FENNO: The NFL’s bounty situation won’t go away, as some unusual litigation shows

Question of the Day

Should Congress make English the official language of the U.S.?

View results

ANALYSIS/OPINION

One pass defended.

That’s the tenuous line connecting a bounty program alleged under former Redskins defensive coordinator Gregg Williams to a 24-page lawsuit filed by retired Giants linebacker Barrett Green.

One hit that hasn’t been forgotten.

That’s driving the unusual litigation, which targets the Redskins, Williams and ex-tight end Robert Royal, in the first time a player has sued over an injury he claims to have suffered because of Bountygate. That scandal, of course, accused multiple Saints players of paying cash for hits on opponents in a system purported to be created by Williams.

General accusations of similar systems during Williams‘ earlier stints with the Bills, Titans and Redskins followed. But absent from the NFL’s ham-handed investigation, overturned suspensions of four Saints players and the flood of lawsuits, including everyone from the NFLPA to Saints season-ticket holders, was a former player lawyering up and blaming an injury on Williams.

The coach, after all, was known for profanity-laced pregame speeches, one of which included the admonition to “kill the head and the body will die.” After a yearlong suspension by the NFL, Williams is back as an assistant with the Titans but remains, for better or worse, the face of a scandal that won’t die.

What better target could a lawyer want?

One moment that Green, also suing the NFL over concussions, believed ended his career and refused to forgive.

That’s not as simple, however, as the nefarious plots and bounty plans presented with little evidence in the lawsuit that was moved to federal court in Maryland last week.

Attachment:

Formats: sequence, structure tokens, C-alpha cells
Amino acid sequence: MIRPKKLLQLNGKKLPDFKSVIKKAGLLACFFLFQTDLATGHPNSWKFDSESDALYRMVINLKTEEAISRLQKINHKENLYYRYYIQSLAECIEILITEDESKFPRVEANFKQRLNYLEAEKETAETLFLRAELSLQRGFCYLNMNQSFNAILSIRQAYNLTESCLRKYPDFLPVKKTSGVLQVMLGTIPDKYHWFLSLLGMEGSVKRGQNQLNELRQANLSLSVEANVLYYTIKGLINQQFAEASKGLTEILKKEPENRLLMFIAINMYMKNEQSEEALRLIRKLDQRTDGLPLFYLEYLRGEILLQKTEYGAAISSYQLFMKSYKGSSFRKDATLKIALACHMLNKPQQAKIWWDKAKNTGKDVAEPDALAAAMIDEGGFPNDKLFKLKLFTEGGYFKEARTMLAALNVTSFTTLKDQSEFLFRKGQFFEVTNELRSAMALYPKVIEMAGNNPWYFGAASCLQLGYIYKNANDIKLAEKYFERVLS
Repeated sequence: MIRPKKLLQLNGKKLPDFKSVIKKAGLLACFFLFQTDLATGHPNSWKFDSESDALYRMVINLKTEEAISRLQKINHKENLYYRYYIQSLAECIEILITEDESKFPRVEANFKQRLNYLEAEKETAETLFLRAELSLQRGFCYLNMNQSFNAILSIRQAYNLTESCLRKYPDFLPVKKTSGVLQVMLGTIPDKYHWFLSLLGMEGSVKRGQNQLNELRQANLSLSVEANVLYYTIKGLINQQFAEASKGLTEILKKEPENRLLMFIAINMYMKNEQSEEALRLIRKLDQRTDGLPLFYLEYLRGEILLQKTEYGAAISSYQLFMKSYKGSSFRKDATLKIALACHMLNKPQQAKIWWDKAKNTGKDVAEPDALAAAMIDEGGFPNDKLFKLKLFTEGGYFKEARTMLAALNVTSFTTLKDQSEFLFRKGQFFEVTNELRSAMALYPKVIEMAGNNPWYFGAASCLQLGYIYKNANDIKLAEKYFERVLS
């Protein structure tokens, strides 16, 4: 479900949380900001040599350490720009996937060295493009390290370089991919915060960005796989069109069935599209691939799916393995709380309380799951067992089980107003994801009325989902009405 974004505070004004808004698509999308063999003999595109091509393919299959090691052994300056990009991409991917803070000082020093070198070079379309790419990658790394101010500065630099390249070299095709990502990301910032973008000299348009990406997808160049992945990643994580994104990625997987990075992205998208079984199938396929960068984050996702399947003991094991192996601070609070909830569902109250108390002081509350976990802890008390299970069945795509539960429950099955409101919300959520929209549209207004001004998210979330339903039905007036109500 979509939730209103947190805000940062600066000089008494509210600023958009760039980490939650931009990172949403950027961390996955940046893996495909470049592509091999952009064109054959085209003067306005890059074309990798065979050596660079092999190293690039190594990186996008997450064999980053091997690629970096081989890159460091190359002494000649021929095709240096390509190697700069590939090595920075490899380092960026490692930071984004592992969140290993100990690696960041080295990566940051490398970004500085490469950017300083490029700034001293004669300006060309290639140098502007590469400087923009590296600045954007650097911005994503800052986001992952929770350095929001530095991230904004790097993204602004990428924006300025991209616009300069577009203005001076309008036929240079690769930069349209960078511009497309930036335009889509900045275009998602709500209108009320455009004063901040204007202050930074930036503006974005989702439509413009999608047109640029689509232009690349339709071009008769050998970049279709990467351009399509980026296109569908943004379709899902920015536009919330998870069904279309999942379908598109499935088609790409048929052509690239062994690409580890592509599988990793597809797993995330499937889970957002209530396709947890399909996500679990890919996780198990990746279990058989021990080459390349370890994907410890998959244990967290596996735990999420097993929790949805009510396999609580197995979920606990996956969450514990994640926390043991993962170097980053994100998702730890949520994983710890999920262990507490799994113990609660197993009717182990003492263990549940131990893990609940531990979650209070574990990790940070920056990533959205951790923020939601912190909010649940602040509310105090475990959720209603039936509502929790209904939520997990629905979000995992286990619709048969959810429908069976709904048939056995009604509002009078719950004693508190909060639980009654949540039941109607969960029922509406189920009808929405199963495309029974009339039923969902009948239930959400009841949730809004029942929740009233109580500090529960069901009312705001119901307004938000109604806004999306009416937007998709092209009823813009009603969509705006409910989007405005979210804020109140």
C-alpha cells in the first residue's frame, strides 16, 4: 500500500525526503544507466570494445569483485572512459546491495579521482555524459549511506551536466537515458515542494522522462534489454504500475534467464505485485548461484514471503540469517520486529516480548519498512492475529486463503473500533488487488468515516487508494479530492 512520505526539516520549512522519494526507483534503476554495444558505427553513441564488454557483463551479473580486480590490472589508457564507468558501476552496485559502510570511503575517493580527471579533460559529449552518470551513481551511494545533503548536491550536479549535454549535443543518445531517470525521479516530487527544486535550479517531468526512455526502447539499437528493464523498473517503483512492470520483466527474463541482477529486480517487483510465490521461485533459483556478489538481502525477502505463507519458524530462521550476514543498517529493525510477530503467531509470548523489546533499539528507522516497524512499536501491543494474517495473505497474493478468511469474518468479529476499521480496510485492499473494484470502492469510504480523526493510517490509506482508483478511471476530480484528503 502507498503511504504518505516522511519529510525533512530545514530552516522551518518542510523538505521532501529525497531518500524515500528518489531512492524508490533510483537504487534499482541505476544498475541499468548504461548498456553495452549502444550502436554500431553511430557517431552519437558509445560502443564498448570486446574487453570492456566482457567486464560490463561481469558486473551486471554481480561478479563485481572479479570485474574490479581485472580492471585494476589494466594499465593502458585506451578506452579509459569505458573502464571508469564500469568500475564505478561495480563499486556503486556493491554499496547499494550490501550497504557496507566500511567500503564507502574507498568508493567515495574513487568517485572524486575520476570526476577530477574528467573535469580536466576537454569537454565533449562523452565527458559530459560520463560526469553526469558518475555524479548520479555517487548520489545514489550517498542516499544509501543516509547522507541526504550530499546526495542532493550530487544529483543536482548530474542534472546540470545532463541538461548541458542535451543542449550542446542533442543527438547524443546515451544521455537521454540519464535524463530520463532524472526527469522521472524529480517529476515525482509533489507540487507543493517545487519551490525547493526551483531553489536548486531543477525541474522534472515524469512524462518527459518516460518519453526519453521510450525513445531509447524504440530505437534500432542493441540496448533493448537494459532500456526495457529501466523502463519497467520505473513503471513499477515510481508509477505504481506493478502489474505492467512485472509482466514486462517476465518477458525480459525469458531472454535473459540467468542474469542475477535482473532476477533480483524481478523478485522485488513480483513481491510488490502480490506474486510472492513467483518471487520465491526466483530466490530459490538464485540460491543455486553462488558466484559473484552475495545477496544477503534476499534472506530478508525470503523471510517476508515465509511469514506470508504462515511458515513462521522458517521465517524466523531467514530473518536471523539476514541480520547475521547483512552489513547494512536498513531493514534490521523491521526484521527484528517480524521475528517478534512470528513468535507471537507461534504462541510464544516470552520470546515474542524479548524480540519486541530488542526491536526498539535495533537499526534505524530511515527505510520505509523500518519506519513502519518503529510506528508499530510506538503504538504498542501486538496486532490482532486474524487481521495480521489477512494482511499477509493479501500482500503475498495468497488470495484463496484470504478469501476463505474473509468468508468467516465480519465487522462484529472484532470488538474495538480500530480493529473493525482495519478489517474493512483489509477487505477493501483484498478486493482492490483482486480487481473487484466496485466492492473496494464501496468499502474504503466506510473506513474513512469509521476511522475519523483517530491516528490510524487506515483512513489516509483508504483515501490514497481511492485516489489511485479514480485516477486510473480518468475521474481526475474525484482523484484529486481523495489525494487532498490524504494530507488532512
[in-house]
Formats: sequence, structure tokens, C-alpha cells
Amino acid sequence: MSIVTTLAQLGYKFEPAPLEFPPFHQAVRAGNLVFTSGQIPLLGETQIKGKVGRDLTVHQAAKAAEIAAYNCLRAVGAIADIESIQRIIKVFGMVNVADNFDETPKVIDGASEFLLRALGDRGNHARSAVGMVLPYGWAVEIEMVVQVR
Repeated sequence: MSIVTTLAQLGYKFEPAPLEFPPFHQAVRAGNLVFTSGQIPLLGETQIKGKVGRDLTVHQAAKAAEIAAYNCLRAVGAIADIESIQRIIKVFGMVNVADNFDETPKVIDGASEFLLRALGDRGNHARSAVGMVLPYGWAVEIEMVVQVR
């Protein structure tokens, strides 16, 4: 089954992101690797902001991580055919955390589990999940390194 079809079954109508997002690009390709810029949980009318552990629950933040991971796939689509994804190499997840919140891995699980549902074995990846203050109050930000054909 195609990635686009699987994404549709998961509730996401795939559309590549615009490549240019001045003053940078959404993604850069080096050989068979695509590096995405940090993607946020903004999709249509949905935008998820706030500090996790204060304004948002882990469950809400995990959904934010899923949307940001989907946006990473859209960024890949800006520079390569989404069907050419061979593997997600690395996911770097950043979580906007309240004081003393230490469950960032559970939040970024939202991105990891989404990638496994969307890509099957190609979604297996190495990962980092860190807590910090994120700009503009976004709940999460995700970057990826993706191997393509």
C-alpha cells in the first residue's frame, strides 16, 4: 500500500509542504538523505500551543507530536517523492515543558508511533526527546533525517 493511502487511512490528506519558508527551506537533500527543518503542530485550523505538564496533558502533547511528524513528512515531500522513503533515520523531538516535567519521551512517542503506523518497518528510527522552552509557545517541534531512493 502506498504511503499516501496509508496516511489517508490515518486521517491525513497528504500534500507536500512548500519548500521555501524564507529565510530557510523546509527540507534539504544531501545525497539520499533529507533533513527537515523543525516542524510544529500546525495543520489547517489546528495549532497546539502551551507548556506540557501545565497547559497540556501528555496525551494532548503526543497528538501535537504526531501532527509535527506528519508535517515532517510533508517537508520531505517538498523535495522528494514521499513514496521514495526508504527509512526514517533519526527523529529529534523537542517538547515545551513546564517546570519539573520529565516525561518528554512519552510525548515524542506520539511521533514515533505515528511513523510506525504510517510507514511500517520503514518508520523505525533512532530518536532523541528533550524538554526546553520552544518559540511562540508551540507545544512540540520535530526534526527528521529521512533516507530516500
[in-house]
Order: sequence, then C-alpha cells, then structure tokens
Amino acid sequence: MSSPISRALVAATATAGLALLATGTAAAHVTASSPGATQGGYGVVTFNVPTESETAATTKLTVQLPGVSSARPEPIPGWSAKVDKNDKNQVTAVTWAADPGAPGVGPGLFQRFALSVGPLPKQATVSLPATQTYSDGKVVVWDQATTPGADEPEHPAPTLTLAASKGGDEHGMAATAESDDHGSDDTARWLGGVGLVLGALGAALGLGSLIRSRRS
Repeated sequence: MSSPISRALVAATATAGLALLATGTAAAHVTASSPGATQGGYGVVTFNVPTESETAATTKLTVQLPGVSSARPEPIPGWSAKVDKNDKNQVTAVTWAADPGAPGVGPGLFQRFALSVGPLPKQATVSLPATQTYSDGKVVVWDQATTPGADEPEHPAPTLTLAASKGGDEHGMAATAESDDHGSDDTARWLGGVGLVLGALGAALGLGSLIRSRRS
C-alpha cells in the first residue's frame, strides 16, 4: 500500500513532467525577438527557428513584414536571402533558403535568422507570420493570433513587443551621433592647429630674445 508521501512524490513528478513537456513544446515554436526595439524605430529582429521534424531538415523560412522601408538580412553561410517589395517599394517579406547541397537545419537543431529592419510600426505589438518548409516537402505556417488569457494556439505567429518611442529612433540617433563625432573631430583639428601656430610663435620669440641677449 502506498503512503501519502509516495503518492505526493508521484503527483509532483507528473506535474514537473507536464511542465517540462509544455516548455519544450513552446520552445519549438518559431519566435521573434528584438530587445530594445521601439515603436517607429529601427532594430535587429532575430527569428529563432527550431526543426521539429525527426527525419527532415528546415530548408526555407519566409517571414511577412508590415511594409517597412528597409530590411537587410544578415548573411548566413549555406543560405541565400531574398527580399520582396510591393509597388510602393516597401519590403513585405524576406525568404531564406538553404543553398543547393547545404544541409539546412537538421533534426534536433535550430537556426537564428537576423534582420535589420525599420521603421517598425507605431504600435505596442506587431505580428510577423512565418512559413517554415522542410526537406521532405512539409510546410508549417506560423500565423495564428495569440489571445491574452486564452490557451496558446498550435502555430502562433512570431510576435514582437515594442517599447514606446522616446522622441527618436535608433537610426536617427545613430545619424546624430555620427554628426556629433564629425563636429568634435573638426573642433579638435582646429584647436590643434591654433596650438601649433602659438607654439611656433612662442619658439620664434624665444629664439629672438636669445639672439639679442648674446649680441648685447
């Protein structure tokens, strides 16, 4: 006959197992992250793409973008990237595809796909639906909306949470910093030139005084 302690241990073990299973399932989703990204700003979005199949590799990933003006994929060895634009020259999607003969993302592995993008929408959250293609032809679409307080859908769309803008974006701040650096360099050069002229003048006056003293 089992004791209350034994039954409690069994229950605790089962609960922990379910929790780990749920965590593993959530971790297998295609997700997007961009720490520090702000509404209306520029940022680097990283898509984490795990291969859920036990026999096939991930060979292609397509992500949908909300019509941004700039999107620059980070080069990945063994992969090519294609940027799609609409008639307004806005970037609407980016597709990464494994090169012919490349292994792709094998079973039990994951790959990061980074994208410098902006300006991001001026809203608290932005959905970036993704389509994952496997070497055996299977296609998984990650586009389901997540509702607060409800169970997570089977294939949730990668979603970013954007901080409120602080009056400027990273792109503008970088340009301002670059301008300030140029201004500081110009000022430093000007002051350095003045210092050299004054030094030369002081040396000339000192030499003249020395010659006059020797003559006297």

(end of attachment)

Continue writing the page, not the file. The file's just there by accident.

Asked for comment Wednesday, Royal responded via Twitter: “Not at all. I’m enjoying my life. Same thing others should be doing.”

All this goes back to Dec. 5, 2004, when Royal lined up as a slot receiver in the third quarter at FedEx Field.

Royal accelerated towards Plaintiff Green, intentionally lowered his helmet and dove into the defenseless linebacker’s knees at full speed,” the lawsuit said. “The hit was unusual, outrageous and an obvious cheap shot.”

Royal was flagged for an illegal crackback block on Green, who had been ejected the previous week for throwing a punch at Eagles linebacker Jeremiah Trotter. That punch isn’t mentioned in the lawsuit and is ironic, given the complaint’s charges include battery. After the Redskins game, Green told reporters Royal apologized through a teammate. Green didn’t accept.

“They knew what they were doing,” Green told the New York Post in 2004. “They wanted me off the field and they did it.”

Story Continues →

View Entire Story

© Copyright 2014 The Washington Times, LLC. Click here for reprint permission.

Comments
blog comments powered by Disqus
Get Adobe Flash player